The Robert Wone story has a number of connections to the Biglaw world. Prior to joining Radio Free Asia, Wone was an associate at Covington & Burling. Former Covington partner Eric Holder, now the U.S. Attorney General, previously represented Wone’s widow, Kathy — who has filed a wrongful death suit against the three housemates. One of the trio, Joseph Price — who along with his housemates now faces obstruction of justice (but not murder) charges — was a partner at Arent Fox, until his recent resignation from the firm (after a lengthy leave of absence). Price was also active in the marriage equality movement, as former general counsel of Equality Virginia.
The Post’s articles are excellent — but reporter Paul Duggan is not the first writer to focus intensely on this case. Over at their superb blog, Who Murdered Robert Wone?, four gay D.C. bloggers — Craig Brownstein, David Greer, Michael Kremin and Doug Johnson — have been scrutinizing the case for months. Their site has played an important role in raising public awareness about the case.
To learn more about the Wone case, which is far too complex to be summarized easily here, check out the links below. To learn more about the Who Murdered Robert Wone site and the four enterprising citizen-journalists behind it, which is an interesting story in and of itself, see The Bilerico Project and Queerty.
Who Murdered Robert Wone? [main site]
The Robert Wone Stabbing: Anatomy of a Murder Case [Washington Post]
The Robert Wone Killing Remains ‘a Head-Scratcher’ [Washington Post]
The Robert Wone Murder: Little to Show Three Years Later [WSJ Law Blog]
The Robert Wone Murder: A Hard Look at the Evidence [WSJ Law Blog]
Who Murdered Robert Wone? [The Bilerico Project]
Robert Wone’s Grisly D.C. Murder Inspires Four Gay Men to Seek Out the Truth [Queerty]
- Department of Justice, Lesbians, Morning Docket, Robert Wone, SCOTUS, Senate Judiciary Committee, Supreme Court
* There has been plenty off talk about potential Supreme Court nominees, but how about the conservative groups gearing up to oppose them? [The Washington Post]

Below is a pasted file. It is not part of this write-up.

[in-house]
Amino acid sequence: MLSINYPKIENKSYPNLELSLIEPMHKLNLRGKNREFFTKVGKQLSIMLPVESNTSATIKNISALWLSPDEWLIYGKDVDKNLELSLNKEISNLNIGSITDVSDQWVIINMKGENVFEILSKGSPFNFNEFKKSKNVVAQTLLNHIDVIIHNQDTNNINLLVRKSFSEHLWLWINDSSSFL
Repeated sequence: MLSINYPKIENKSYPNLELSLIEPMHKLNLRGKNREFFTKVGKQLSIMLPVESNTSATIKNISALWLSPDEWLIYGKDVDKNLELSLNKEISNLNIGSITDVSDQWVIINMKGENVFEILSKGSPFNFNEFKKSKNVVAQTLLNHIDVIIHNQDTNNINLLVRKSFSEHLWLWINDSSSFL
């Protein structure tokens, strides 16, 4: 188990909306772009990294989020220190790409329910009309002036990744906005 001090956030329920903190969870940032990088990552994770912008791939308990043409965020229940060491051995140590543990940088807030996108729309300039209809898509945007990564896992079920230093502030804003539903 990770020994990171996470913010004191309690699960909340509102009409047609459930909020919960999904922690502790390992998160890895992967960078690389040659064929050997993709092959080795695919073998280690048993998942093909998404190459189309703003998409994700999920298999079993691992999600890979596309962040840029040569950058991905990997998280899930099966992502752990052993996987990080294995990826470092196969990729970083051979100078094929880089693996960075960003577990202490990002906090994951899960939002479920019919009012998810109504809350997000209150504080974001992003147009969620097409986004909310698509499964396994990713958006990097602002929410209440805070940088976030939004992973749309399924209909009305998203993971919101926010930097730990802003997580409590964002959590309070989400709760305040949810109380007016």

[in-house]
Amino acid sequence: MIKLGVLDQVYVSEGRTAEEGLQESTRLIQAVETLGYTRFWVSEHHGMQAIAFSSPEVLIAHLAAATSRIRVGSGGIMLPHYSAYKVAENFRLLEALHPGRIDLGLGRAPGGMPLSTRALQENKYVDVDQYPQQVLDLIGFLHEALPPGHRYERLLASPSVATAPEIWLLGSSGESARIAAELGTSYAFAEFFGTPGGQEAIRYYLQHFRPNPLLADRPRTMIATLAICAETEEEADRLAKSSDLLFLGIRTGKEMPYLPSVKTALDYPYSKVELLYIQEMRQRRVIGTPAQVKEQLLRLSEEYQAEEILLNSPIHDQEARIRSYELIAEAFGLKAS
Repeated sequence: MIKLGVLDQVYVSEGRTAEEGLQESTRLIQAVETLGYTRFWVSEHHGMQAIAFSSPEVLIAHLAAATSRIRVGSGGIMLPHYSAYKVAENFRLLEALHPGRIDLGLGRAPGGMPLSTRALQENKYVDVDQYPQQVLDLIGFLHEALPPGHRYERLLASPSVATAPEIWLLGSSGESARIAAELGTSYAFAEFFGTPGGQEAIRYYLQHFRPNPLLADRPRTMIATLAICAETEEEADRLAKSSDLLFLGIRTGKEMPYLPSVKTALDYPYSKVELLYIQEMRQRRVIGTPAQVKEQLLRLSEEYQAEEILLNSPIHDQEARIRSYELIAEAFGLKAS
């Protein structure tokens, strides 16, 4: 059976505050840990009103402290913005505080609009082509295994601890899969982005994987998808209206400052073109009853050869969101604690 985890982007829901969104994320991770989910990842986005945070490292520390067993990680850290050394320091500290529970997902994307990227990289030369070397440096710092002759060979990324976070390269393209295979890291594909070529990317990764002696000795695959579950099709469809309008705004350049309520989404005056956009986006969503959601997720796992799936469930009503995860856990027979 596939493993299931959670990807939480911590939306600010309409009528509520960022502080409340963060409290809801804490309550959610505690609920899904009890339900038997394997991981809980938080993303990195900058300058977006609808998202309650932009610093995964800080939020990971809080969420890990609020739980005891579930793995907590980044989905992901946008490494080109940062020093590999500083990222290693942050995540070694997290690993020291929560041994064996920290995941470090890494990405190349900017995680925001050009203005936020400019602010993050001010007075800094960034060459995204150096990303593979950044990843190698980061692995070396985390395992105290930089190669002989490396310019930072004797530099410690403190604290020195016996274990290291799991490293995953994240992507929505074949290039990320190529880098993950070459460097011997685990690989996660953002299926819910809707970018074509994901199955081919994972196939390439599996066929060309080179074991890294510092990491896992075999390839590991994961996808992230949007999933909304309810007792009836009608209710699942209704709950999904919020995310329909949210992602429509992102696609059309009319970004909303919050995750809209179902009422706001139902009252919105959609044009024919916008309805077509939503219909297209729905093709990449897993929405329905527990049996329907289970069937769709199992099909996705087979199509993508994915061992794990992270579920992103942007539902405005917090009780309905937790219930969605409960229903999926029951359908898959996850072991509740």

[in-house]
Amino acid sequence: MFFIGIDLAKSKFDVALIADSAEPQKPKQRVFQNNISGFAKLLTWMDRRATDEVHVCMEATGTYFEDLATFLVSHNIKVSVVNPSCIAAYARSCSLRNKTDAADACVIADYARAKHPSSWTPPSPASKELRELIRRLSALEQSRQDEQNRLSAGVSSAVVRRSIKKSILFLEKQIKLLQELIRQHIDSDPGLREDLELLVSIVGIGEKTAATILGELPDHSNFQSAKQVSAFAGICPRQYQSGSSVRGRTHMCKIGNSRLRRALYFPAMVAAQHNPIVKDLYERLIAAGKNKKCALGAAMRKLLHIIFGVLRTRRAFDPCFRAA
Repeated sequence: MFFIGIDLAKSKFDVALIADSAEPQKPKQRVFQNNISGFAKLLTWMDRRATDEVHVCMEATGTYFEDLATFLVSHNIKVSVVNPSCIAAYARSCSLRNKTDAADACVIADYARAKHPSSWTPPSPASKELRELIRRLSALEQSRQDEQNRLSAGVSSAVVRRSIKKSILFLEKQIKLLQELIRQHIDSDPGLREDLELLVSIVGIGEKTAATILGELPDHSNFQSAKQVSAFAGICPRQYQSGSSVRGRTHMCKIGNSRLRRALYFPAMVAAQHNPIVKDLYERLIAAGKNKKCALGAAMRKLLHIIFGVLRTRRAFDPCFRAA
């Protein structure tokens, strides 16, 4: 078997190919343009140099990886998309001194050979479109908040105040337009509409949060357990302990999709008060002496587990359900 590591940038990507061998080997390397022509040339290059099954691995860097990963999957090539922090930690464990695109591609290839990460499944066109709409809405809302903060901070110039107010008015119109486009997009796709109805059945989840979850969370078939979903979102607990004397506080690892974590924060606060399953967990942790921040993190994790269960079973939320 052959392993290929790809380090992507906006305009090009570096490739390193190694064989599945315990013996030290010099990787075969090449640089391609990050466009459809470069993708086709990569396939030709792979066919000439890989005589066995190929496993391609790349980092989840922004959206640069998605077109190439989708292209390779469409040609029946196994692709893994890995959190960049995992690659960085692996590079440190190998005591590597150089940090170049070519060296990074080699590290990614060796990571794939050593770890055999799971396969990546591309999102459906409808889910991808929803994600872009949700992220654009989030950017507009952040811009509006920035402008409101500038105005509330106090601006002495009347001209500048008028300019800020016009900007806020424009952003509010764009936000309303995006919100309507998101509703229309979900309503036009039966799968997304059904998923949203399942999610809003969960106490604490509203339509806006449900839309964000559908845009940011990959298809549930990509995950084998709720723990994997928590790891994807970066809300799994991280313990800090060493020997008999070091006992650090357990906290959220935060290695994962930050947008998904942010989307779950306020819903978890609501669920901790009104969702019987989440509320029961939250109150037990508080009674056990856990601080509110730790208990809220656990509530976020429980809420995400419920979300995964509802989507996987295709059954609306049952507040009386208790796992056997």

* Two highly qualified lesbians, Virginia Linder and Kathleen Sullivan, are apparently on Obama’s Supreme Court short list. [ABC News]
* The ranking Republican on the Senate Judiciary Committee, Senator Jeff Sessions, says that an openly gay Supreme Court nominee should be treated fairly “regardless of what kind of persuasion they may have.” [Fox News]
* Meanwhile Specter has lost his seniority on the Senate Judiciary Committee and will become the chairman of the subcommittee on crime and drugs. “What we don’t want is an angry former Republican during a Supreme Court hearing,” said a Democratic staffer. [Washington Post]
* Police continue to investigate mysteries surrounding the death of Robert Wone, a Washington lawyer who was murdered in 2006. [The Blog of Legal Times]
* Did you know there was an elite “Public Integrity Section” in the Department of Justice tasked with probing corruption charges of public officials? [The New York Times]
North Korea now has nukes. Happy Columbus Day!
A number of you — e.g., federal government employees — are probably enjoying a day off right now. But for those of you who are stuck in the office and looking for distraction, you can always count on us to provide it.
* A California appeals court has ruled that prosecutrix Joyce Dudley must be disqualified from a rape case that may have served, at least in part, as the basis for a crime novel she wrote. If you can judge a book by its cover, Dudley’s book — Intoxicating Agent — is kinda schlocky. Current Amazon sales rank: #1,591,294. [New York Times; The Recorder]
* For more highbrow reading by a lawyer-turned-writer, check out Brad Snyder’s new book, A Well-Paid Slave: Curt Flood’s Fight for Free Agency in Professional Sports — just reviewed quite favorably by David Margolick for the New York Times. Current Amazon sales rank: #2,235 (and climbing). [New York Times]
(Disclosure: Brad Snyder, who manages the impressive feat of being simultaneously brilliant and super-cool, was our law school classmate. He’s also a former Ninth Circuit clerk, for Judge Dorothy Nelson.)
* Some advice for aspiring federal judges (at least as long as the Senate stays Republican): Steer clear of those lesbian commitment ceremonies. [Grand Rapids Press via How Appealing]
* Paula Rieker — the attractive, Starbucks-savoring former Enron-ista (see photo) — gets a break at sentencing: two years of probation, instead of ten years in prison. Caramel macchiatos all around! [Associated Press]
* Tenth Circuit Chief Judge Deanell Reece Tacha — who is a woman, and whose last name is pronounced ” TAH-ha” — has been appointed to the Executive Committee of the Judicial Conference of the United States, a top policy-making body for the federal courts. [Topeka Capital-Journal via How Appealing]
* More details emerge about the Robert Wone murder in Washington, DC. Wone was a prominent, promising young Asian-American attorney — general counsel at Radio Free Asia, and a former Covington & Burling associate — who was murdered under highly suspicious circumstances this past summer. [Washington Post]